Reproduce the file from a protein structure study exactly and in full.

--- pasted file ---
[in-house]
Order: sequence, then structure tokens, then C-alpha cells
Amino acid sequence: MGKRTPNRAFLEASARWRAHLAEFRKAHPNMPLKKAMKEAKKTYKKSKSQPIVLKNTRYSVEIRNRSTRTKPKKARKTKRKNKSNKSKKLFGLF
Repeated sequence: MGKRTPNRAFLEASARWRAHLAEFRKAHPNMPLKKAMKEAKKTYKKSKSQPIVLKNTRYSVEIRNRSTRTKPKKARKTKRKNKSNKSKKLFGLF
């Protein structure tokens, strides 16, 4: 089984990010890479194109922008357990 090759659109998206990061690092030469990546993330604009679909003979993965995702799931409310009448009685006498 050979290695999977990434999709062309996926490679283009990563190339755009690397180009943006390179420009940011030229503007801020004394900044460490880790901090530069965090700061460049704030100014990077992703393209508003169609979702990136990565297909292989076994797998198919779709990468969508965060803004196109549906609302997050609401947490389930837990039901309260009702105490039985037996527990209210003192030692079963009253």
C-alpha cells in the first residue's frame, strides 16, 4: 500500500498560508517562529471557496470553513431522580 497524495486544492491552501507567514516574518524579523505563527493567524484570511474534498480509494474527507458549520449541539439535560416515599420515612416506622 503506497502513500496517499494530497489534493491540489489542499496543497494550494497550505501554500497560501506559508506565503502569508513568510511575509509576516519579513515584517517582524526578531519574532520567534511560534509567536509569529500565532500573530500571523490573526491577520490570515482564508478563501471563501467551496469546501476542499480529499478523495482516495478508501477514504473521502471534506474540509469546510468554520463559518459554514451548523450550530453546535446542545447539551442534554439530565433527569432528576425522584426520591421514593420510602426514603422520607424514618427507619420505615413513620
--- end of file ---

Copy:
[in-house]
Order: sequence, then structure tokens, then C-alpha cells
Amino acid sequence: MGKRTPNRAFLEASARWRAHLAEFRKAHPNMPLKKAMKEAKKTYKKSKSQPIVLKNTRYSVEIRNRSTRTKPKKARKTKRKNKSNKSKKLFGLF
Repeated sequence: MGKRTPNRAFLEASARWRAHLAEFRKAHPNMPLKKAMKEAKKTYKKSKSQPIVLKNTRYSVEIRNRSTRTKPKKARKTKRKNKSNKSKKLFGLF
């Protein structure tokens, strides 16, 4: 089984990010890479194109922008357990 090759659109998206990061690092030469990546993330604009679909003979993965995702799931409310009448009685006498 050979290695999977990434999709062309996926490679283009990563190339755009690397180009943006390179420009940011030229503007801020004394900044460490880790901090530069965090700061460049704030100014990077992703393209508003169609979702990136990565297909292989076994797998198919779709990468969508965060803004196109549906609302997050609401947490389930837990039901309260009702105490039985037996527990209210003192030692079963009253």
C-alpha cells in the first residue's frame, strides 16, 4: 500500500498560508517562529471557496470553513431522580 497524495486544492491552501507567514516574518524579523505563527493567524484570511474534498480509494474527507458549520449541539439535560416515599420515612416506622 503506497502513500496517499494530497489534493491540489489542499496543497494550494497550505501554500497560501506559508506565503502569508513568510511575509509576516519579513515584517517582524526578531519574532520567534511560534509567536509569529500565532500573530500571523490573526491577520490570515482564508478563501471563501467551496469546501476542499480529499478523495482516495478508501477514504473521502471534506474540509469546510468554520463559518459554514451548523450550530453546535446542545447539551442534554439530565433527569432528576425522584426520591421514593420510602426514603422520607424514618427507619420505615413513620